In the mornings we set out in a vehicle with our guide Aloyce Moshi between 6 am and 6:15 am. During the drive we enjoyed breakfast on the go, returning to the lodge around 11 or noon. In the afternoons, we gathered for yummy treats and tea at 5 pm before our drive and returned around 8 pm. In the evening we were able to spotlight night animals. Our guide covered the spotlight with a red filter to minimize the impact of the light on the animals.
Game drive vehicles carried a hot and cold box, offering a choice of water, minerals, fruit juice, beer, spirits and hot drinks, as well as snacks. Our guide set up a “table” on the front of the vehicle with a tablecloth and a lantern where we gathered for bush breakfasts and evening sundowners.
The area we visited has 500 species of birds (including many endemic species and a high concentration of raptors), 30 species of herbivores and 24 species of large carnivores. Although the animals were shy (remnants perhaps of the days not too long ago when the area was dedicated to hunting), making it difficult to approach or enjoy extended viewings we saw many animals including large herds and were fortunate to see a number of animals we had never seen before.
Grumeti Reserves forms part of the world renowned great migratory route, along which more than a million wildebeest, 300,000 zebras and 500,000 Thompson’s gazelle complete a 480 kilometer (300 mile) journey each year in search of fresh grazing land. The Great Migration traditionally moves through Grumeti Reserves between June and August. The reserve is home to varying habitats including open plains, rugged rocky outcrops, woodland and riverine forests. In the dry season, after the great herds have departed for greener pastures, the Grumeti River offers life-sustaining water, which ensures spectacular wildlife all year round. This meant we were able to enjoy quality game viewing even though the migration would only arrive several months after our departure.
During the heat of the day swarms of tsetse flies and buffalo tsetse files (bigger than their more famous cousins) would hitch a ride on our vehicle and once on board bite us. Because there was no effective repellent more than once we had to combat a new batch of insistent tsetse flies. Although we lost track of the number of insect bites we had, we were relieved to hear the tsetse flies didn’t carry any sleeping sickness.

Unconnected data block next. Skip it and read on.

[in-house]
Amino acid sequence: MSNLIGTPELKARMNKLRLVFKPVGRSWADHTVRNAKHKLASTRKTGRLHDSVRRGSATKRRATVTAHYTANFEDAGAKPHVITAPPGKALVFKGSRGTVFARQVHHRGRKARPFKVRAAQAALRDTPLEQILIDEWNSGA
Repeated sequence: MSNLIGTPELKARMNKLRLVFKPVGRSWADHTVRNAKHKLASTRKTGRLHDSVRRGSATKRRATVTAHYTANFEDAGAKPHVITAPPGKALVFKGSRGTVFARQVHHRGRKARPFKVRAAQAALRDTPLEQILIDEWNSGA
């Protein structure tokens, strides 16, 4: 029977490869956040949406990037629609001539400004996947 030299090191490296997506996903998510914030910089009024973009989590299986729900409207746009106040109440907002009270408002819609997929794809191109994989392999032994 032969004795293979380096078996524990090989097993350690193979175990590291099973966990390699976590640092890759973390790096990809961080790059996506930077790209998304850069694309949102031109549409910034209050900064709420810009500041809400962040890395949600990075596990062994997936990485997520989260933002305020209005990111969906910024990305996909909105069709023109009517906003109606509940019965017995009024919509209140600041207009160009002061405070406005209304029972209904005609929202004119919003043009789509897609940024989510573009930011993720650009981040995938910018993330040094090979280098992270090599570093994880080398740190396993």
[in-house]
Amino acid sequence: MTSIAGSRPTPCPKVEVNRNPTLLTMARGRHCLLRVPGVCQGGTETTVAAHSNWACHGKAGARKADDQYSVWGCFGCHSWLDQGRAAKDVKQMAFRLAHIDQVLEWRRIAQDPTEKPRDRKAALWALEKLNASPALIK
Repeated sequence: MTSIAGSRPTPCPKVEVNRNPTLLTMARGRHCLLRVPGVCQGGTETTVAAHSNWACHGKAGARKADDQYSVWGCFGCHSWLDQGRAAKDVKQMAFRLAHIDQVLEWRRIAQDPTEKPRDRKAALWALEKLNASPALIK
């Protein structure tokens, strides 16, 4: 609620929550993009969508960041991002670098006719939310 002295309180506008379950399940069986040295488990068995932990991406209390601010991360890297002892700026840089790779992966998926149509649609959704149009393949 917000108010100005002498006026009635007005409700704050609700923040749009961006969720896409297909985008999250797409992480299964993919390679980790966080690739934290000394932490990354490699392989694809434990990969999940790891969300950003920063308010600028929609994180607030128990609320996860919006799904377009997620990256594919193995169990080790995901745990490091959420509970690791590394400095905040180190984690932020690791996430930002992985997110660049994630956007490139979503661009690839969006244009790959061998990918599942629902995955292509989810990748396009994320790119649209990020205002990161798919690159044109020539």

During our visit we saw: Mammals: Bushbaby (three good sightings), African scrub hare, cheetah (pregnant), elephant, impala, black backed jackal, giraffe, topi, dik dik, zebra, warthogs, bushbuck, bohor reedbuck, Defassa waterbuck, savanna baboons, spotted hyena, buffalo and lions mating.
Birds: von der decken’s hornbill, African cuckoo, fork tailed drongo, pintailed whydah, Ruppell’s long tailed starling, grey hornbill, lilac breasted roller, flappet lark, yellow-vented bulbul, white headed buffalo weaver, dark chanting goshawk, Abdim’s stork, gray heron, village or black headed weaver, waxbill, gray crowned crane, African Scops owl, Jacobin cuckoo, grey lourie, grey crested helmet shrike, white browed scrub robin, plain backed pipit, common kestrel, superb starling, African crested hoopoe, rufus necked lark, fan tailed cisticola, gray crowned crane, harlequin quail, marsh harrier, secretary bird, hooded vulture, white bellied bustard, African eagle owl, night jar, hammer kop, tawny eagle, lappet faced vulture, crested francolin, white stork, corn crake, brown parrot, white breasted bulbul, white browed coucal, western banded snake eagle,
In case we forgot we were in the bush, a water line broke and we were without water for the better part of a day. The staff, inconvenienced themselves, carried on with meals and activities almost seamlessly. Working nonstop, somehow the repair crew found the damage under the driveway and restored water to Sasakwa just as the lodge became fully booked.
The property air strip was 1.6 kilometers (1 mile) long, made on a compacted, all weather gravel surface. Although it was never an issue during our stay, it was good to know airstrip lighting allows for night time evacuations. There was a sentry on site around the clock. Next to the air strip there was a hosted meet and greet shaded facility with bathroom, lounge area, luggage storage and refreshments. It was a 10 minute game drive to Sasakwa Lodge.
Being close to the equator and with an altitude of 1,400 meters (4,600 feet), the temperature in the area is described as relatively consistent with midday temperatures ranging from hot at 26° to 31° Celsius (78° to 88° Fahrenheit), with overnight temperatures dropping, on average, to a comfortable 10° to 15° Celsius (50° to 59° Fahrenheit). There was always a pleasant cooling bridge at the lodge.
Sasakwa was a member of Relais and Chateaux. The property received the Travel & leisure 2006 Global Vision Award for recognition of cultural and ecological support.
Date Of Last Visit February 2007
ReviewersArticle by Elena del Valle
Photos by Gary Cox
Service Our cottage was serviced twice daily. It was cleaned in the morning and there was turn down service at night. Staff members were pleasant, polite, attentive, helpful and professional.
Would You Stay Again? Yes
- Sasakwa Lodge
- Singita Grumeti Reserves
- P.O. Box 65
- +255 282622074 or
- +1 770 947 7049
- +255 282622075